Tea came late to England—after its arrival in Portugal, Holland, and France--but quickly became a national obsession. Tea gardens and shops sprang up everywhere in seventeenth-century England. Demand soon spread to the colonies, where the heavy taxation on tea led to smuggling on a massive scale and, in the New World, cost England her American empire. Tea drove the British to war with China, to guarantee the supply of pekoe, and it prompted colonists to clear jungles in India, Ceylon, and Africa for huge tea plantations. In time, the cultivation of tea would subject more than one million laborers to wretched working conditions. Hundreds of thousands of them would die for the commodity that for four centuries propelled Britain’s economy and epitomized the reach of its empire.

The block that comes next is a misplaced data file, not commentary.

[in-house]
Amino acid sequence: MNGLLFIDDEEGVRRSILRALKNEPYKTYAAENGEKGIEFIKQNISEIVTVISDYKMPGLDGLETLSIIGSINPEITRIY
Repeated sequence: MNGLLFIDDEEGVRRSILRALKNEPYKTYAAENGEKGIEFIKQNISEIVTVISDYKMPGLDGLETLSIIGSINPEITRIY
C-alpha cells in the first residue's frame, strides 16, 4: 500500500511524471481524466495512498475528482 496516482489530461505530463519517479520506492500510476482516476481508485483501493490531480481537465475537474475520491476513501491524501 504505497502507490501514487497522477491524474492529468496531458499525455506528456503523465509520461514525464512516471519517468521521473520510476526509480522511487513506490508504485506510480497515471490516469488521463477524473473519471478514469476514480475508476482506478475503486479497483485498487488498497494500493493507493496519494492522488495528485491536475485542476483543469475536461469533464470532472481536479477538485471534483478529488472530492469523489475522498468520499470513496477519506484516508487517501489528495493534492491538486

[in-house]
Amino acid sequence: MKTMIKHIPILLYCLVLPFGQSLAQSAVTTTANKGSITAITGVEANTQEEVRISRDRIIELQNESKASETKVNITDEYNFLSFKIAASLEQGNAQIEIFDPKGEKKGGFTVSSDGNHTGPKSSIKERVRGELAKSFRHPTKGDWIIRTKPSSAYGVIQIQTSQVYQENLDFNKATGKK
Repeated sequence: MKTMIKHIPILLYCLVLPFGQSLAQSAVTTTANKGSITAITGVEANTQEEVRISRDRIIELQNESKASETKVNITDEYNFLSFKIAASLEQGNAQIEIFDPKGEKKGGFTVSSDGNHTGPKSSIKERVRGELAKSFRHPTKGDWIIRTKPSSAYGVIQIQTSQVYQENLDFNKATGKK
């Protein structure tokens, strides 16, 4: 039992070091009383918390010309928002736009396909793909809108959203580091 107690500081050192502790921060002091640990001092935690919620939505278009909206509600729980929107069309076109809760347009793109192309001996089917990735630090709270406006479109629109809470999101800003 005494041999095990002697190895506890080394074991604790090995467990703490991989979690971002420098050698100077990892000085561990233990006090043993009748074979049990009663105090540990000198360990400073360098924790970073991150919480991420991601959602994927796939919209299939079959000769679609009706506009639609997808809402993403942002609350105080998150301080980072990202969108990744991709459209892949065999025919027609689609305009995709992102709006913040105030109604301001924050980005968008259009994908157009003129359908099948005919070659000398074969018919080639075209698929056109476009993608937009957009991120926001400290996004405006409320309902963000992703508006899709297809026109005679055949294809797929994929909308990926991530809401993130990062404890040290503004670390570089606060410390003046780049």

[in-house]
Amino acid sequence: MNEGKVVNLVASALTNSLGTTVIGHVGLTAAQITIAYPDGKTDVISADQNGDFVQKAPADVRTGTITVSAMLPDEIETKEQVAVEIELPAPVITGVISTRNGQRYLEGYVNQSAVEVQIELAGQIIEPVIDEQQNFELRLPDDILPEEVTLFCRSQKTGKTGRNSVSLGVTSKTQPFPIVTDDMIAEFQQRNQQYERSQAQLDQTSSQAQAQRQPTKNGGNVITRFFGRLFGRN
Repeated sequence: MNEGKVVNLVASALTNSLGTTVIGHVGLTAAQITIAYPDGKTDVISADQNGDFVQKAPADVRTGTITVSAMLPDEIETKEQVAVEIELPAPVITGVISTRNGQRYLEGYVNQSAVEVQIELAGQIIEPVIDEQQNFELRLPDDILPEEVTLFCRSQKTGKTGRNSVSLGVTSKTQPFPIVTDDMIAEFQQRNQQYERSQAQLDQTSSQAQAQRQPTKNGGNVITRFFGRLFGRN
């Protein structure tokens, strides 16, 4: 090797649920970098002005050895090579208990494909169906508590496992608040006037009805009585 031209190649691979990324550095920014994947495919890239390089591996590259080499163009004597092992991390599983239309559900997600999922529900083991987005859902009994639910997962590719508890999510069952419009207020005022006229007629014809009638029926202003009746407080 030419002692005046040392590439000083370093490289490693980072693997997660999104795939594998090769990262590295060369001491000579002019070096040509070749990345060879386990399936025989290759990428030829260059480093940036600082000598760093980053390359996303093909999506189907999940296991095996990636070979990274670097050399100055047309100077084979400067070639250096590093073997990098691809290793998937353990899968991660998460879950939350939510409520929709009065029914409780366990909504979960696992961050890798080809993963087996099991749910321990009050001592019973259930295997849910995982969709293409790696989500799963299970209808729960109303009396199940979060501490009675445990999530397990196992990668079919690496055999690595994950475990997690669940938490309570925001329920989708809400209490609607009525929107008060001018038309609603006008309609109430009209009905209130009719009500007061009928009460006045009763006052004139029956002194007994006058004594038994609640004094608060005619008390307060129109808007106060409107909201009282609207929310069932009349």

With the same colorful detail and narrative skill that pushed The Great Hedge of India to international success, author Roy Moxham, once a tea planter himself, maps the impact of a monumental and imperial British enterprise. In this new volume, he offers a fully fascinating, and frequently shocking tale of England’s tea trade--of the lands it claimed, the people it exploited, the profits it garnered, and the cups it filled.